Won't Somebody Think Of The Cows? New Zealand On The Brink Of Sacrificing Its Digital Future In TPP Negotiations
from the short-sighted-thinking dept
Even before Wikileaks released the full text of TPP’s IP chapter, New Zealand’s Creative Freedom Foundation had already been given some hints about what was coming:
Last week the Creative Freedom Foundation participated in a group briefing and Q&A session with David Walker, NZ’s Chief Negotiator in the Trans Pacific Partnership Agreement, and officials Angela Strahl and Yvonne Woutersen.
The meeting made it quite clear that, although the details aren’t final, we can expect to lose many remix rights and see a greater ‘orphaned works’ problem here in New Zealand in exchange for more dairy exports to the U.S. Rather than further protecting artists’ rights, this move will prop up a fundamentalist approach to copyright that will drain the pool of works currently accessible to artists who wish to freely build upon them.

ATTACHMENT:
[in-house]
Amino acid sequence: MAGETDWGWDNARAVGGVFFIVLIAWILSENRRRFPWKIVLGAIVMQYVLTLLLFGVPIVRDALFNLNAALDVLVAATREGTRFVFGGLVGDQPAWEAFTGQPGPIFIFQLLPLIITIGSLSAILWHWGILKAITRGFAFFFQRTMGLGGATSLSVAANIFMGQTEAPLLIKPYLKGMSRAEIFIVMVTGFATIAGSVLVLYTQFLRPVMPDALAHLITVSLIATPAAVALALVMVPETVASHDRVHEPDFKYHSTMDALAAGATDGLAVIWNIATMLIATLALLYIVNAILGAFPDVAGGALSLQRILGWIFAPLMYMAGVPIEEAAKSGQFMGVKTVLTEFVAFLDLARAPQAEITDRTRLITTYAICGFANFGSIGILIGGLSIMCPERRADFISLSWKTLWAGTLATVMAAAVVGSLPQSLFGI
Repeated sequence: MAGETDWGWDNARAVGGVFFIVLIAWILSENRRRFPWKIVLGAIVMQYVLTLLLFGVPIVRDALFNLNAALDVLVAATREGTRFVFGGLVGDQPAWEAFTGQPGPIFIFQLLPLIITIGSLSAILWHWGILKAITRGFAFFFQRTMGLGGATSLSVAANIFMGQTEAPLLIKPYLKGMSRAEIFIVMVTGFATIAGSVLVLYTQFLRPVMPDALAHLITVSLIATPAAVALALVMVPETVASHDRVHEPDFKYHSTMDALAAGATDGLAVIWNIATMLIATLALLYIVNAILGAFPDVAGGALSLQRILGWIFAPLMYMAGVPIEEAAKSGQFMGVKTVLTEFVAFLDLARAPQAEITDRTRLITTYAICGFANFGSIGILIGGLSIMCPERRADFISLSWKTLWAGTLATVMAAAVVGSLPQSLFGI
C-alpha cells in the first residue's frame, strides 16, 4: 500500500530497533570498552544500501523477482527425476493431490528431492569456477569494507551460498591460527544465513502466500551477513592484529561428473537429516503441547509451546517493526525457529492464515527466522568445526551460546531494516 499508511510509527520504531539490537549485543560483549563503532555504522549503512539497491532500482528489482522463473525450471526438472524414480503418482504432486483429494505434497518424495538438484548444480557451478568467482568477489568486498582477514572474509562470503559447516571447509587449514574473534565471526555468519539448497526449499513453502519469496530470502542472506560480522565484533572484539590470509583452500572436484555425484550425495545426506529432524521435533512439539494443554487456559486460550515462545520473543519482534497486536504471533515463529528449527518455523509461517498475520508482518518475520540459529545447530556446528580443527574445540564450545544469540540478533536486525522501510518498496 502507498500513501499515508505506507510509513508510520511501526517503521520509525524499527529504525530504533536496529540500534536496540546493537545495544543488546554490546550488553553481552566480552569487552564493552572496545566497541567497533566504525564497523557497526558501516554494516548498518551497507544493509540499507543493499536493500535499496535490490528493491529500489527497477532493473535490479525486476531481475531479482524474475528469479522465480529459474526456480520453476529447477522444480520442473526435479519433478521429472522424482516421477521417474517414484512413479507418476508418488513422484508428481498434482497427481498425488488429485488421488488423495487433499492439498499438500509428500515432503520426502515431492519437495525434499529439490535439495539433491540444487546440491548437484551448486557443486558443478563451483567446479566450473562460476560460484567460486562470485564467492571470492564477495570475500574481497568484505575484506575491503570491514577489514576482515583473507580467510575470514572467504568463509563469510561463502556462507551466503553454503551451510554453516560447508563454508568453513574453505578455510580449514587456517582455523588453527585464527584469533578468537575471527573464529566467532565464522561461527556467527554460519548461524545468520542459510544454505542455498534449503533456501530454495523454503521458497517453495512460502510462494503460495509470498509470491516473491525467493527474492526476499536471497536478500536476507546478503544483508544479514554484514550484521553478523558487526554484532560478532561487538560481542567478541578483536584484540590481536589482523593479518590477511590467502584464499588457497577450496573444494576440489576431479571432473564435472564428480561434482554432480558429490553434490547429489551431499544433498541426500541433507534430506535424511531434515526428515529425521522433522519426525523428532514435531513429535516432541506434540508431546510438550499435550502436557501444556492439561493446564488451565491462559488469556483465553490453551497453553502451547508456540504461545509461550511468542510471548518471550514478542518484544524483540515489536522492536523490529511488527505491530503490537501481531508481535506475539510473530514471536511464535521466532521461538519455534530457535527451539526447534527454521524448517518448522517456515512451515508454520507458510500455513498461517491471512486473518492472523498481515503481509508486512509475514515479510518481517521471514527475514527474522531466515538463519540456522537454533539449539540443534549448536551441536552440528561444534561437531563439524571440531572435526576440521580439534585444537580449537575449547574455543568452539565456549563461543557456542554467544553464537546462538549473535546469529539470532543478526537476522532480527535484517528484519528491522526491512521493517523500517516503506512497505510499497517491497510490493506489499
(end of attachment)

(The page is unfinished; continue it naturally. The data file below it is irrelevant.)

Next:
NZ’s Parallel Importing abilities are likely to stay unchanged, as is the ability to set our own limitations and exceptions to our domestic Copyright law. However, it was strongly hinted at that an extension of our Copyright Term is inevitable.
What the country’s TPP negotiators are effectively doing here is to surrender key rights that belong to all New Zealanders, for the sake of some minor, and probably temporary, financial gains for a single industry with powerful lobbyists. That’s a terrible bargain for the country’s future. If these concessions are made, it will not only impoverish artists and the general public, who will suddenly be prevented from using and building on vast swathes of the digital past, it will also make it far harder to set up 21st-century companies that are based on creativity, not cows.